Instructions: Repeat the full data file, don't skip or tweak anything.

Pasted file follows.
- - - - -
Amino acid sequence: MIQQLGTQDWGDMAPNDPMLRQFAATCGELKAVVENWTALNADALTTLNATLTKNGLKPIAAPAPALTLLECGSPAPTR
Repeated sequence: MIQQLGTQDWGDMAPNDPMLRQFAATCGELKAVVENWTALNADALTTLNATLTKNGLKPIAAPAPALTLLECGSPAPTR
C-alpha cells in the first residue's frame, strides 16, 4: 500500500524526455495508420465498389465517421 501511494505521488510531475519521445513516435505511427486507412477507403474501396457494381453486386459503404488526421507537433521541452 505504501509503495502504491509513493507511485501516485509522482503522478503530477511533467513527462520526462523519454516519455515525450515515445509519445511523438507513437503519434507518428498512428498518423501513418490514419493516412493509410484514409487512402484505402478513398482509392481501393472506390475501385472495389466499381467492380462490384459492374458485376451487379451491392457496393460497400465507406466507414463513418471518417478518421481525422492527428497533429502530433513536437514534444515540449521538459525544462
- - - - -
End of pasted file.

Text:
Amino acid sequence: MIQQLGTQDWGDMAPNDPMLRQFAATCGELKAVVENWTALNADALTTLNATLTKNGLKPIAAPAPALTLLECGSPAPTR
Repeated sequence: MIQQLGTQDWGDMAPNDPMLRQFAATCGELKAVVENWTALNADALTTLNATLTKNGLKPIAAPAPALTLLECGSPAPTR
C-alpha cells in the first residue's frame, strides 16, 4: 500500500524526455495508420465498389465517421 501511494505521488510531475519521445513516435505511427486507412477507403474501396457494381453486386459503404488526421507537433521541452 505504501509503495502504491509513493507511485501516485509522482503522478503530477511533467513527462520526462523519454516519455515525450515515445509519445511523438507513437503519434507518428498512428498518423501513418490514419493516412493509410484514409487512402484505402478513398482509392481501393472506390475501385472495389466499381467492380462490384459492374458485376451487379451491392457496393460497400465507406466507414463513418471518417478518421481525422492527428497533429502530433513536437514534444515540449521538459525544462